Light rail could be game-changer
Sometimes going back to the future makes much more sense than staying where we are.
Looking at ways to improve public mass transportation in Chattanooga makes sense. What remains to be seen is how we get to that improvement.
Chattanooga's city government is seeking a $400,000 federal grant to help prepare a $700,000 study of how we get there by using 21 miles of existing freight rail lines for a 23-mile passenger rail service to carry core city residents and workers to and from jobs and shopping areas and recreation and other city hubs of tomorrow.
Those other city hubs are the things that will develop when it's easy, cheap and opportune to get to them. That's a bit what happened when the Tennessee Aquarium was built and became a Chattanooga riverfront game-changer more than 20 years ago.
A light rail can be a boon to local businesses, spurring new shops and residential areas and opportunities around each stop as it also connects neighborhoods to jobs.
But it has a couple of very big "ifs."
Can it really be done for $35 million using existing rails and today's engines? In the scheme of road construction to keep up with today's car traffic, $35 million for 23 miles of rail transportation is cheap. Just two miles of Georgia State Route 151 known as Alabama Highway will be widened and improved next summer to the tune of $23 million.
The second big "if" is an environmental one. Even if we could pull the rail system off for $35 million, is it environmentally sound or are today's and yesterday's diesel train engines running a fairly constant lap around the city adding more bad air and carbon to our city and planet than the cars the rail system would replace? Those old engines and heavy rails are not, after all, really light rail. Light rail in today's lingo is usually electric trains that are cleaner but cost more.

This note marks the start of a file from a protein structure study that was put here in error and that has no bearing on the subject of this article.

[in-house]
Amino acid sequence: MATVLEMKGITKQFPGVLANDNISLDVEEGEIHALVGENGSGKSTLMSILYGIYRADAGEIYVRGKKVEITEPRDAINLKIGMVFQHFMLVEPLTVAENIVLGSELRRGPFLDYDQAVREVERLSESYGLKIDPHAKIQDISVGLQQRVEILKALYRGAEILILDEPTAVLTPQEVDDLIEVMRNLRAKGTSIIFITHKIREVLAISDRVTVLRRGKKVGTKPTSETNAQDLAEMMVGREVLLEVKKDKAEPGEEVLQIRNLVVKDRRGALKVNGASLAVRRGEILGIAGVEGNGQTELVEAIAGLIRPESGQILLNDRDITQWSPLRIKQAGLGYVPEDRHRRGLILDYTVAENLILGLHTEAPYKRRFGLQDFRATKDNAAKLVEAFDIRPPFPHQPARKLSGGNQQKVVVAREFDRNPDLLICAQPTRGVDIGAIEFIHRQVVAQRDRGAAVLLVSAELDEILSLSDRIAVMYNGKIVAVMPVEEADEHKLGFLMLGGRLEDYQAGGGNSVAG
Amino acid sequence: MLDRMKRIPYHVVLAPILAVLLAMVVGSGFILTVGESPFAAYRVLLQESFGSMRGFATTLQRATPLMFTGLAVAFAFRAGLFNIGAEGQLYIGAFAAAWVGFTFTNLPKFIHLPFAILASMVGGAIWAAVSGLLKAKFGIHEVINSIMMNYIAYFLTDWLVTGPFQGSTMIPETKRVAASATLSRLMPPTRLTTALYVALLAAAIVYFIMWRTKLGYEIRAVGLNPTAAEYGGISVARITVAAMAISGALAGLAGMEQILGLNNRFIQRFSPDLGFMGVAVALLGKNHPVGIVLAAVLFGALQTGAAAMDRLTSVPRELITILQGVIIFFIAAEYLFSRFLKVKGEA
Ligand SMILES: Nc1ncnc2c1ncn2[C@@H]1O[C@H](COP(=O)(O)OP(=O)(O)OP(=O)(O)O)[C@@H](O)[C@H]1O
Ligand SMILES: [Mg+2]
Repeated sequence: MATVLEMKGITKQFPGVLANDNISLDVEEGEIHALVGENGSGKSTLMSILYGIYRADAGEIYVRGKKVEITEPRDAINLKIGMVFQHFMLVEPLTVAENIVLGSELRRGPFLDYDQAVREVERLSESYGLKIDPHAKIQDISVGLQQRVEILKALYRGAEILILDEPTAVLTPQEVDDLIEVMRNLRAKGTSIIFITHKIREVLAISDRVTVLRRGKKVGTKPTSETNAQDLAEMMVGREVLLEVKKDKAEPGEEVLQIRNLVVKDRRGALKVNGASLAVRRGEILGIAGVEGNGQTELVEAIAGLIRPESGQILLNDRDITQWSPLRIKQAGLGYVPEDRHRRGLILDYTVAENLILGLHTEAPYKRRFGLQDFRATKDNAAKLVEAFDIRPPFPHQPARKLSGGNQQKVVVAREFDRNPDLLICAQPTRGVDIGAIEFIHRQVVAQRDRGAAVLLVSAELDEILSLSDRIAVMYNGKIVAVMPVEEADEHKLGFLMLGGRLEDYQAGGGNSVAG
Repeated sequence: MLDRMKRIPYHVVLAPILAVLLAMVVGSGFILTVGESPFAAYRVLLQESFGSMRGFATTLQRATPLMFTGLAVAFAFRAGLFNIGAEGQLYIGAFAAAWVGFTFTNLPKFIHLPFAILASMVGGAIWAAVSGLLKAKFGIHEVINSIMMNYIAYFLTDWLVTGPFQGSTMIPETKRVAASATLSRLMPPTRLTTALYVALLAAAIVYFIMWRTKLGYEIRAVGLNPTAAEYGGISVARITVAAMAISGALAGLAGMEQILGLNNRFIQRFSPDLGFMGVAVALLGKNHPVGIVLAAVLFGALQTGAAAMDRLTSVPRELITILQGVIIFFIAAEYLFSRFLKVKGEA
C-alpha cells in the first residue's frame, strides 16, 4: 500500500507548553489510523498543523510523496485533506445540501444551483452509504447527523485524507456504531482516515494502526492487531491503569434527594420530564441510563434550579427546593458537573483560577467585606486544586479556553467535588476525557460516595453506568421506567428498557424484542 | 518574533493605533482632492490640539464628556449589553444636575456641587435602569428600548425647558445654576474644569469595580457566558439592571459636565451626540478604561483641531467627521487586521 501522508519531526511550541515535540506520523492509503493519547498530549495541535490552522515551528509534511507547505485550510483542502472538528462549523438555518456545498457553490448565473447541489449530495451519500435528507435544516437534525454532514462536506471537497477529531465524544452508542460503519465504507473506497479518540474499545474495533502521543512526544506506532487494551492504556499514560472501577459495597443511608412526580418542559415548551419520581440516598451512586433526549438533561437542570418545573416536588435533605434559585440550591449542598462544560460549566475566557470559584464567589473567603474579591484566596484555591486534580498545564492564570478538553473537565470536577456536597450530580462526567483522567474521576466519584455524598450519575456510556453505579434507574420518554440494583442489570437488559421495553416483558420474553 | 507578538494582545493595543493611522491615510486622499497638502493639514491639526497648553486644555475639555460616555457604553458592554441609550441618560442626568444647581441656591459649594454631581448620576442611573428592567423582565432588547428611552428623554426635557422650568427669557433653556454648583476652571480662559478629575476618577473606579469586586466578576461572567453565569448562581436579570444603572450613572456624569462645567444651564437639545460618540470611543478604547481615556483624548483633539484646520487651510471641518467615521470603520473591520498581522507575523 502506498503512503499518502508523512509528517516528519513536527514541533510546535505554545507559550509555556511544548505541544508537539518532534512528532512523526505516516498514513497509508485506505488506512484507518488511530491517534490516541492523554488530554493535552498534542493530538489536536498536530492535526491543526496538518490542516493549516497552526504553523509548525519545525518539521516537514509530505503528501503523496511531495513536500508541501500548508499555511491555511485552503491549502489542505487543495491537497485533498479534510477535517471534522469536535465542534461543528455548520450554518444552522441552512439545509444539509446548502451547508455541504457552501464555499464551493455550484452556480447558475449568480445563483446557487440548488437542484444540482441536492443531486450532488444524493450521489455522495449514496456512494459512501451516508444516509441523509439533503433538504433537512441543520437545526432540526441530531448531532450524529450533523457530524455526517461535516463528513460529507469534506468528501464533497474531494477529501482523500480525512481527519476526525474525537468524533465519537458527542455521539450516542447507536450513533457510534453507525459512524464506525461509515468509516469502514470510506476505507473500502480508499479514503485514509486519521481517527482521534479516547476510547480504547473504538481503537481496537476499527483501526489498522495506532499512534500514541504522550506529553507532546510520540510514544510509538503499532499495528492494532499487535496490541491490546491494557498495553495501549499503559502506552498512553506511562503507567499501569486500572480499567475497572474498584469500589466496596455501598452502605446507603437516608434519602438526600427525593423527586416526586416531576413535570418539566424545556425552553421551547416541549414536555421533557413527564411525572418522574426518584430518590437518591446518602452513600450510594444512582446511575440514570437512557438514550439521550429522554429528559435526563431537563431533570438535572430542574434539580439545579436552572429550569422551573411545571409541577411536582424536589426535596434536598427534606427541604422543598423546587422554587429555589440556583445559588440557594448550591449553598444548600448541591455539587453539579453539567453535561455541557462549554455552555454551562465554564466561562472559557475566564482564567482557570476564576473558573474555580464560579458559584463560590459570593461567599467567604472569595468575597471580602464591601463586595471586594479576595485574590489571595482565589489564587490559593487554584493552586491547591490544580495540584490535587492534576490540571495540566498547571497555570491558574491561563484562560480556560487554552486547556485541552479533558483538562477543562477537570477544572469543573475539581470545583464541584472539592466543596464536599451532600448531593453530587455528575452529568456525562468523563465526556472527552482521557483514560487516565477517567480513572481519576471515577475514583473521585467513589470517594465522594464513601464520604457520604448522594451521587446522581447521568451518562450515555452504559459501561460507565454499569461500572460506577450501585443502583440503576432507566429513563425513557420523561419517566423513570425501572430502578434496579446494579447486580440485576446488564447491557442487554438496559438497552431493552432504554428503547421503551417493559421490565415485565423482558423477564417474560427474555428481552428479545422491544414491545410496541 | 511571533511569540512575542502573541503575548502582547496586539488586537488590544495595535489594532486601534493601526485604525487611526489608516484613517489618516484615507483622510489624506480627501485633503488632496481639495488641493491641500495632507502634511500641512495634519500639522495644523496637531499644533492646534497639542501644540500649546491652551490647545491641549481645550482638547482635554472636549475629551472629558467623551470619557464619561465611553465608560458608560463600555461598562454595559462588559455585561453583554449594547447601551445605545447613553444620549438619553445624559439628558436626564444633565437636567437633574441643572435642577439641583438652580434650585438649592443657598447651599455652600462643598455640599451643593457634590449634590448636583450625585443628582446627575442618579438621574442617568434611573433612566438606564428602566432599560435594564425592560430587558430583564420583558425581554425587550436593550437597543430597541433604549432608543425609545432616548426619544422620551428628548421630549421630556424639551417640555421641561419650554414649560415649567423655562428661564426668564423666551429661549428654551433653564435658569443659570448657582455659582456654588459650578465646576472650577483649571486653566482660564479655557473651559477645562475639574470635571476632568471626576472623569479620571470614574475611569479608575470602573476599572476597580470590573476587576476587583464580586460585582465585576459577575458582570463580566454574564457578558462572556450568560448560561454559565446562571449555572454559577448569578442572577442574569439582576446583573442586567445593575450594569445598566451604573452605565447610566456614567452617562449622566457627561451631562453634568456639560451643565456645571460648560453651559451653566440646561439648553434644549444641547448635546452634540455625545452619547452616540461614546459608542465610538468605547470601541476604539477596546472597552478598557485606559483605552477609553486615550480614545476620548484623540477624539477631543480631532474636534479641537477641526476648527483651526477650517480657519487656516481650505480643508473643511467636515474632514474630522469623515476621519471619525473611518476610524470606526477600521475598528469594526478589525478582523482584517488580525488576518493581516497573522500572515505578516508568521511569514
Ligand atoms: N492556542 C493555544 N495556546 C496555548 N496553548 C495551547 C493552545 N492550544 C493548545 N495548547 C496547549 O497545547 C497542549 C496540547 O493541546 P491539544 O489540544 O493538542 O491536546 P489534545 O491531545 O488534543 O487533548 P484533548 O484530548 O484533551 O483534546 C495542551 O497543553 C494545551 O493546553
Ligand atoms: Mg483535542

These are questions that will be examined in the $700,000 study that the city will pay $300,000 toward. Given the opportunity that better transportation could bring here, that expenditure is well worth city and federal dollars.
Stacy Campfield fails history, spelling
One of Tennessee's state lawmakers is embarrassing us yet again. Sen. Stacey Campfield, R-Knoxville, on Monday compared the Affordable Care Act, also known as Obamacare, to the Holocaust.
Writing on his blog, Campfield penned this moronic statement: "Democrats bragging about the number of mandatory sign ups for Obamacare is like Germans bragging about the number of manditory [sic] sign ups for 'train rides' for Jews in the 40s."
The first official Nazi concentration camp opened in Dachau near Munich in 1933; Buchenwald opened in 1937. Perhaps Campfield thinks those camps and others like them were vacation resorts instead of the forced destinations for millions of Jews packed like cattle into rail cars.
About 6 million Jews were killed in those camps during the Holocaust.
The Affordable Care Act gives Americans access to health care.
The two things could not possibly be more opposite.
In today's contested primary races in Hamilton County the Times editorial page endorses:
• Commission District 1: Randy Fairbanks (R)
• Commission District 4: Pam Ladd (D)
• Commission District 5: Isiah Hester (D)
• Commission District 7: Sabrena Turner (R) or Ezra Maize (D)
• Commission District 8: Tim Boyd (R)
• Jim Coppinger (R)
• Chris Harvey (R)
CHANCERY, PART 1
• Pam McNutt Fleenor (R)
CIRCUIT COURT JUDGE
• Catherine Cate White (R)
CIRCUIT COURT CLERK
• Larry Henry (R)
CRIMINAL COURT CLERK
• Gwen Tidwell (D)
REGISTER OF DEEDS
• Pam Hurst (R)